SYRACUSE, N.Y. – Cassidy Goldstein was 11 years old when she came up with an idea to make it easier to color with nearly used-up crayon stubs: crayon holders made from the plastic tubes used to keep flowers fresh.

Goldstein, now about to start her sophomore year at Syracuse Universityr, was honored recently as Youth Inventor of the Year for her idea, which has been patented and is for sale online and at some stores.

“I essentially just went about my house and tried to find something, almost like in school how teachers have a chalk extender,” says Goldstein, 18, who received the honor in Washington, D.C., from the Intellectual Property Owners Education Foundation. “I wanted to find something that would hold the crayon in place and extend it.”

Goldstein, of Scarsdale, N.Y., says her crayon holder sells for about $1. She estimates she makes about $5,000 annually in royalty checks.

She is a communications major in Syracuse’s College of Visual and Performing Arts.

The day Goldstein came up with her idea, she used plastic tubes from flowers her father, Norm Goldstein, had given her mother, Marci Goldstein. Her mother saw her daughter stick crayon stubs in the tube and realized Cassidy had a great idea.

Norm Goldstein, who worked in licensing and business development, helped his daughter through the patent and commercialization process. Cassidy Goldstein’s patent was approved when she was 14.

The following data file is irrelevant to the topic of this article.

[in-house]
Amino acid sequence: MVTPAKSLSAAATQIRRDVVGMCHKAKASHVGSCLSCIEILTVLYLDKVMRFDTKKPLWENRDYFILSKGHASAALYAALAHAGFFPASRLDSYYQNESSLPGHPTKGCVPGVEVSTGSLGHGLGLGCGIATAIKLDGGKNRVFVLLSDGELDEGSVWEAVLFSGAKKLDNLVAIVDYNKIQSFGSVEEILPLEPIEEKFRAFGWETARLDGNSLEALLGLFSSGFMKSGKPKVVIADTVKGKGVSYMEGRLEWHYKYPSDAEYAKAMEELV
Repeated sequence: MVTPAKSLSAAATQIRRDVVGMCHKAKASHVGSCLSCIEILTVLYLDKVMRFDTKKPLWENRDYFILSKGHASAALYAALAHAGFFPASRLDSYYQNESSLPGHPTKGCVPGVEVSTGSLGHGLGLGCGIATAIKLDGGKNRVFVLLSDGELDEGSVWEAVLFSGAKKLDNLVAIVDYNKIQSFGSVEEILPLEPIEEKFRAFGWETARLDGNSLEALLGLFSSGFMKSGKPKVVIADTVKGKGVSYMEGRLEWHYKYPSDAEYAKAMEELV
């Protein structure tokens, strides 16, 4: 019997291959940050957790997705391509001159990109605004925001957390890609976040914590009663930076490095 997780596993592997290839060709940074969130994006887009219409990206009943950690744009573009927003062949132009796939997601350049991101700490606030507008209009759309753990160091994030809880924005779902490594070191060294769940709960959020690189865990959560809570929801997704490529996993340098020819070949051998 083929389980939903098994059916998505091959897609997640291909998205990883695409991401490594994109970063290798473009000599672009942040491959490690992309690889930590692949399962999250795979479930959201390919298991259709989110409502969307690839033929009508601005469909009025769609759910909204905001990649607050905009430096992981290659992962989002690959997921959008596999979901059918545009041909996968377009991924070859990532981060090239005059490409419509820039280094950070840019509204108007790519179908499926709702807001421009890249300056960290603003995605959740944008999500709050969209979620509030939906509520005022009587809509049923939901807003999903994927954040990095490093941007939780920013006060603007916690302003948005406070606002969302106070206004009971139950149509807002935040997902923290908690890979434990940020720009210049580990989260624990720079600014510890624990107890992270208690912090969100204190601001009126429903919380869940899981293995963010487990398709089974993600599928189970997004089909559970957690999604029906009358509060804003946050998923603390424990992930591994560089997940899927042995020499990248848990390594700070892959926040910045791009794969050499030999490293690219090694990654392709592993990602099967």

As she and her father refined her patent application, they came across thousands of kids’ ideas that hadn’t made it through the patent process, she says.

So in 2003, Norm Goldstein founded and became president and chief executive officer of By Kids For Kids, a Stamford, Conn., company that helps children and their parents in patenting and commercialization.

“For a professional it’s a challenge, let alone a kid,” says Daniel Gwartz, chief operating officer of By Kids For Kids.

The company works with child inventors whose ideas are geared toward kids and have the most potential for marketplace success, Gwartz says. The kids and their families pay nothing. By Kids For Kids gets a portion of royalties for inventions it helps to get licensed, he says.

Gwartz says By Kids For Kids is representing about 35 inventions in various stages of development, including five in the marketplace.


(Nancy Buczek is a staff writer for the Syracuse (N.Y.) Post-Standard. She can be contacted at nbuczek(at)

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